Sometimes ignoring a problem doesn’t make it go away. Sometimes the problem will just fester away in the background. It may not get worse, but what if the problem in question is leading to the early deaths of thousands of people each year in Scotland alone?
That makes the status quo seem pretty unacceptable. Something must indeed be done.
Today (10th October) is World Mental Health Day. ASH Scotland has marked the occasion by reiterating our call for robust action to break the link between smoking and mental health.
It is well known that smoking rates are significantly higher amongst people with mental health issues, who use smoking to try to cope with symptoms from stress and anxiety through to boredom. Smoking is the single largest factor in this group dying 10-20 years earlier than the general population.
Yet while smoking is often considered to be a useful support or comfort to people with mental health problems, our comprehensive review of the published evidence showed that not only is smoking enormously damaging to physical health, but that stopping smoking is linked with improved mental well-being too.
Yet too many people still think of the cigarette as something to turn to in time of need, rather than as an addiction or habit that places an additional burden on this already disadvantaged group.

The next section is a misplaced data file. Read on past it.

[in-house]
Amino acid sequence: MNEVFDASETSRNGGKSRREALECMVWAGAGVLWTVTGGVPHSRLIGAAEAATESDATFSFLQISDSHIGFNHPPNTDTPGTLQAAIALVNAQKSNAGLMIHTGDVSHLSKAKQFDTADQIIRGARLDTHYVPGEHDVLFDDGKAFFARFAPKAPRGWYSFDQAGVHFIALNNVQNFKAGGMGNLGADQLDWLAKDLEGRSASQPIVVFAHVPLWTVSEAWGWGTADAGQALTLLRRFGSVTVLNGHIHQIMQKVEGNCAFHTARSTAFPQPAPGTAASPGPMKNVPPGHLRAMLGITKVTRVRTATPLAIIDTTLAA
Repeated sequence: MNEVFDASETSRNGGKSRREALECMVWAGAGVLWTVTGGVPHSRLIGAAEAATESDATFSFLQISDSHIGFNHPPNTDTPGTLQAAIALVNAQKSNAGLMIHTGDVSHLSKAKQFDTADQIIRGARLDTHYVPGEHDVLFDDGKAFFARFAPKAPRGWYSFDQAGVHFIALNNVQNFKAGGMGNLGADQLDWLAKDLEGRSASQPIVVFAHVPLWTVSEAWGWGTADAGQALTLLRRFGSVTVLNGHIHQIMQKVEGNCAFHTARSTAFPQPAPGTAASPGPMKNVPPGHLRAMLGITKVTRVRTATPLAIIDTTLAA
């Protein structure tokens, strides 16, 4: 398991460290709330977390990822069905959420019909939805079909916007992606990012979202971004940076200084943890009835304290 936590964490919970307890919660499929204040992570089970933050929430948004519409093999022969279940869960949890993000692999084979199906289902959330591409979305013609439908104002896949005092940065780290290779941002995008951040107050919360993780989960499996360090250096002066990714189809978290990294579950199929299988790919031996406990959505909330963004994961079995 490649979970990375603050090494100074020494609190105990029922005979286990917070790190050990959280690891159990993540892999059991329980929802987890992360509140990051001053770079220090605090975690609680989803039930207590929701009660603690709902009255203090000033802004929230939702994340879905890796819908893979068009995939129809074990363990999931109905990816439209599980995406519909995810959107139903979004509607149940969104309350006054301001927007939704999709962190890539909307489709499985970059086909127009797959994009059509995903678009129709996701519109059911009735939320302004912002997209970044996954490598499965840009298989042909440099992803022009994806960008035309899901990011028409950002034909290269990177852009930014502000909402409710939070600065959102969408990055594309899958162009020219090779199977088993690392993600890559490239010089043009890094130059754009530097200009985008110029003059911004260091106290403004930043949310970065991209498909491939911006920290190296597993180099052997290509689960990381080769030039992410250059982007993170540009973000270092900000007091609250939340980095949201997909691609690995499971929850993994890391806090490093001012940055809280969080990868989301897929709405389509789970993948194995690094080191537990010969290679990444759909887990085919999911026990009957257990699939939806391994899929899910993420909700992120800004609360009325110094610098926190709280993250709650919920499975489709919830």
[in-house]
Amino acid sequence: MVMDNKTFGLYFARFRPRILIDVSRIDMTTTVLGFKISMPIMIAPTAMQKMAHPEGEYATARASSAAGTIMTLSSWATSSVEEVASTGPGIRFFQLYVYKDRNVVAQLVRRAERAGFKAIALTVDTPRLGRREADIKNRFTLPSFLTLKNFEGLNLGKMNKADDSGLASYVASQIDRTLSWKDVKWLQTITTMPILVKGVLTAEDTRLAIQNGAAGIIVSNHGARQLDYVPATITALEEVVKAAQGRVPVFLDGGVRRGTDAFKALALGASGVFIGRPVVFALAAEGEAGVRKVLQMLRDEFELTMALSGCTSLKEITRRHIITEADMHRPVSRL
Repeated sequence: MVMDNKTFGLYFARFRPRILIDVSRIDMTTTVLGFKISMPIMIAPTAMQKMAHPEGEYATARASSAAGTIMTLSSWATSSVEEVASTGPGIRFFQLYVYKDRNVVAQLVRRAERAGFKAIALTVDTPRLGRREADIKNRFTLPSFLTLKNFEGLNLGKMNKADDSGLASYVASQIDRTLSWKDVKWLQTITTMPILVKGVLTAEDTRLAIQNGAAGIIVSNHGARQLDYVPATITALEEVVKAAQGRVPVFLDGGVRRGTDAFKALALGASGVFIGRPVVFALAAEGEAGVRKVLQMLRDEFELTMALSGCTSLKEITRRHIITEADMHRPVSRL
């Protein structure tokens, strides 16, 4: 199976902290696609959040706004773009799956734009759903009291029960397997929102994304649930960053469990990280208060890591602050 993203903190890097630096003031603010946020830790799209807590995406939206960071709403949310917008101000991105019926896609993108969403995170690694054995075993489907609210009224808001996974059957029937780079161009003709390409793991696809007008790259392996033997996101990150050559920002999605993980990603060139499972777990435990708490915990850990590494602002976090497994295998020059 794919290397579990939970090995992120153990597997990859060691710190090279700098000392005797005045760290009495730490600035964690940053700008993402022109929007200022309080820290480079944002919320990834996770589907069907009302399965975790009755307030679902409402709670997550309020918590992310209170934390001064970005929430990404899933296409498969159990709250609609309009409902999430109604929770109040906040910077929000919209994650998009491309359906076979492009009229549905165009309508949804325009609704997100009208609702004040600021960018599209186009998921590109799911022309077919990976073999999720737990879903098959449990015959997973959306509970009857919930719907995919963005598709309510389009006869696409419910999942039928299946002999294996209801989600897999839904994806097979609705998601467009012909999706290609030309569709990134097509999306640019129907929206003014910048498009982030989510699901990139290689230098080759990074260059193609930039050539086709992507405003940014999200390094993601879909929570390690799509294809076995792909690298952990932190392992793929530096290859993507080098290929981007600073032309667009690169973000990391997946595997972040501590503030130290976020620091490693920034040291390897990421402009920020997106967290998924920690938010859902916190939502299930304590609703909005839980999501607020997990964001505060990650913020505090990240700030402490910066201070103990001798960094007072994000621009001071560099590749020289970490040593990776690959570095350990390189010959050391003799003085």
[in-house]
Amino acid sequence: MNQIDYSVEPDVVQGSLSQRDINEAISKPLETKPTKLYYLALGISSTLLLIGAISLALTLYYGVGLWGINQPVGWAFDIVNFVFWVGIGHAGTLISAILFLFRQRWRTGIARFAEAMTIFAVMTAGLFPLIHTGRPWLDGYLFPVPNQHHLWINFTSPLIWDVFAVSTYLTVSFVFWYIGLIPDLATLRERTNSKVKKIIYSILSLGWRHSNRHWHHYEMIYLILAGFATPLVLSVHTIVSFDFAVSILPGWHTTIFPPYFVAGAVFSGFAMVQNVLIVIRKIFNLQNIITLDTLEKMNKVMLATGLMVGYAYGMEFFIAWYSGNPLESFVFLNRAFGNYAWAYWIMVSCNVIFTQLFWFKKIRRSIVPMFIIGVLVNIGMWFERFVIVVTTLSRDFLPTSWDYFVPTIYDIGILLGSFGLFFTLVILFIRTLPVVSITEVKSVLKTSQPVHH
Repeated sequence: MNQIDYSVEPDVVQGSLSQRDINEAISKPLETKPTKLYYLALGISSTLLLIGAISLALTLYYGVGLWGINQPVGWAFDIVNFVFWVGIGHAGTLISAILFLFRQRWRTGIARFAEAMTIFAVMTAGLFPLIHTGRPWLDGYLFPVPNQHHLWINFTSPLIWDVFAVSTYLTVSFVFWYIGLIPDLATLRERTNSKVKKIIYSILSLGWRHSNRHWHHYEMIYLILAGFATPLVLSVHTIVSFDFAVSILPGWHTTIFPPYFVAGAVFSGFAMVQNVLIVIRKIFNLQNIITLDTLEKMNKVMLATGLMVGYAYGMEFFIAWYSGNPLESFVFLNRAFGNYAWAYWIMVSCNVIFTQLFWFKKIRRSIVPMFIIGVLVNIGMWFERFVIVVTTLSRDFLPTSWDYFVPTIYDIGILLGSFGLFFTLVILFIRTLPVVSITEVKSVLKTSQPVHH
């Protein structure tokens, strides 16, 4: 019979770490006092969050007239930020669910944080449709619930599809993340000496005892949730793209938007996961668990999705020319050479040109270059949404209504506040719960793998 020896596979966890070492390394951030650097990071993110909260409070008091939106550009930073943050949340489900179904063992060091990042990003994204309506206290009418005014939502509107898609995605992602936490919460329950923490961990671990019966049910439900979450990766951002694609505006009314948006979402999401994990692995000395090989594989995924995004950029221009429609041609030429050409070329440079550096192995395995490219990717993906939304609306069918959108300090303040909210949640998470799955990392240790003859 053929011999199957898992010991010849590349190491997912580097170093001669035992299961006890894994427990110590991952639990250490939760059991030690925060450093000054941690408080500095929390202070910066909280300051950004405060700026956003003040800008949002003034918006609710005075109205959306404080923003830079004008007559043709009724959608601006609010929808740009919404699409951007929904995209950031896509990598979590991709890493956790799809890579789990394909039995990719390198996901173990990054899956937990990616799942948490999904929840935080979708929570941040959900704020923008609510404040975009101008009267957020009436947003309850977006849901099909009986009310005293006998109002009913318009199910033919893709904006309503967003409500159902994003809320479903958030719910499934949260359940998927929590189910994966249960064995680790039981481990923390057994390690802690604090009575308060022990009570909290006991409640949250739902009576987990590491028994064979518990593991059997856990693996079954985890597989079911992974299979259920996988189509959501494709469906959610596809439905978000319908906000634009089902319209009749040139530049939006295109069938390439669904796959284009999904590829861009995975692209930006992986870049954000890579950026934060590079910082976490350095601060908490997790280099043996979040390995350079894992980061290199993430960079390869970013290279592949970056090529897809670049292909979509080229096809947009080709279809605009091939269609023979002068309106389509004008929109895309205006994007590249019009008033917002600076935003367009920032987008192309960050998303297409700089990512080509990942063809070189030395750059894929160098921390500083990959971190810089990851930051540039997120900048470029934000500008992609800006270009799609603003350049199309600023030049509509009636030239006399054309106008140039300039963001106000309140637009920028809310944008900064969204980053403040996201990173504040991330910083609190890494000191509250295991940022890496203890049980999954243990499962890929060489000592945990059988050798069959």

The needs that people are seeking to address, such as stress relief or boredom, are very real. But there is an urgent need to develop and promote less harmful coping mechanisms, which will aid long-term recovery rather than sustain the underlying problems.
We have called for the next national mental health strategy to clearly state that support to stop smoking should be an integral part of mental health support services, and have welcomed the fact that the initial draft published by the Government did indicate that this link should be addressed.
To break the status quo we need to start working on what that change looks like and how we bring it to life.